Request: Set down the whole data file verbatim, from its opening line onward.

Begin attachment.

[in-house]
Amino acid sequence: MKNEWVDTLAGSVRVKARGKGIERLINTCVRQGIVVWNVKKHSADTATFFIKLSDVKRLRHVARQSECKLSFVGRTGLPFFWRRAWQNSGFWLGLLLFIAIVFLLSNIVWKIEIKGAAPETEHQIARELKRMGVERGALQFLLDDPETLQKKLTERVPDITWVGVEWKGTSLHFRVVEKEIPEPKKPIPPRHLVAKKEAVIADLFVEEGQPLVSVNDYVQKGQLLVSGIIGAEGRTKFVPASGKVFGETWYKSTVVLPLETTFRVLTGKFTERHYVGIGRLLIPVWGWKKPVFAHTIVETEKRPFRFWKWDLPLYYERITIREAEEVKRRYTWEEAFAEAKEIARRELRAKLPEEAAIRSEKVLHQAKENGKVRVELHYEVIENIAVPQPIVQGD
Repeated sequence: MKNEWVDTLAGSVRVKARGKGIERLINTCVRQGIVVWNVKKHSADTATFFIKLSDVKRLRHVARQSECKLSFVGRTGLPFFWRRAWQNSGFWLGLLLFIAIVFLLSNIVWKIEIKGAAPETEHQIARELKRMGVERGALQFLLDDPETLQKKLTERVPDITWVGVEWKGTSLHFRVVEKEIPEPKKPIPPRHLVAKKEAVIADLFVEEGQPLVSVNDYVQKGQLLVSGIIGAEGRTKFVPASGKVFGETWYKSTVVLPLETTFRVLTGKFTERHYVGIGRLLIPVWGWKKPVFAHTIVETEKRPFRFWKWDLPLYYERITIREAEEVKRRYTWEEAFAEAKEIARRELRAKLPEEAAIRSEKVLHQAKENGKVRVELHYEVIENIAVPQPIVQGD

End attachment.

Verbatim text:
[in-house]
Amino acid sequence: MKNEWVDTLAGSVRVKARGKGIERLINTCVRQGIVVWNVKKHSADTATFFIKLSDVKRLRHVARQSECKLSFVGRTGLPFFWRRAWQNSGFWLGLLLFIAIVFLLSNIVWKIEIKGAAPETEHQIARELKRMGVERGALQFLLDDPETLQKKLTERVPDITWVGVEWKGTSLHFRVVEKEIPEPKKPIPPRHLVAKKEAVIADLFVEEGQPLVSVNDYVQKGQLLVSGIIGAEGRTKFVPASGKVFGETWYKSTVVLPLETTFRVLTGKFTERHYVGIGRLLIPVWGWKKPVFAHTIVETEKRPFRFWKWDLPLYYERITIREAEEVKRRYTWEEAFAEAKEIARRELRAKLPEEAAIRSEKVLHQAKENGKVRVELHYEVIENIAVPQPIVQGD
Repeated sequence: MKNEWVDTLAGSVRVKARGKGIERLINTCVRQGIVVWNVKKHSADTATFFIKLSDVKRLRHVARQSECKLSFVGRTGLPFFWRRAWQNSGFWLGLLLFIAIVFLLSNIVWKIEIKGAAPETEHQIARELKRMGVERGALQFLLDDPETLQKKLTERVPDITWVGVEWKGTSLHFRVVEKEIPEPKKPIPPRHLVAKKEAVIADLFVEEGQPLVSVNDYVQKGQLLVSGIIGAEGRTKFVPASGKVFGETWYKSTVVLPLETTFRVLTGKFTERHYVGIGRLLIPVWGWKKPVFAHTIVETEKRPFRFWKWDLPLYYERITIREAEEVKRRYTWEEAFAEAKEIARRELRAKLPEEAAIRSEKVLHQAKENGKVRVELHYEVIENIAVPQPIVQGD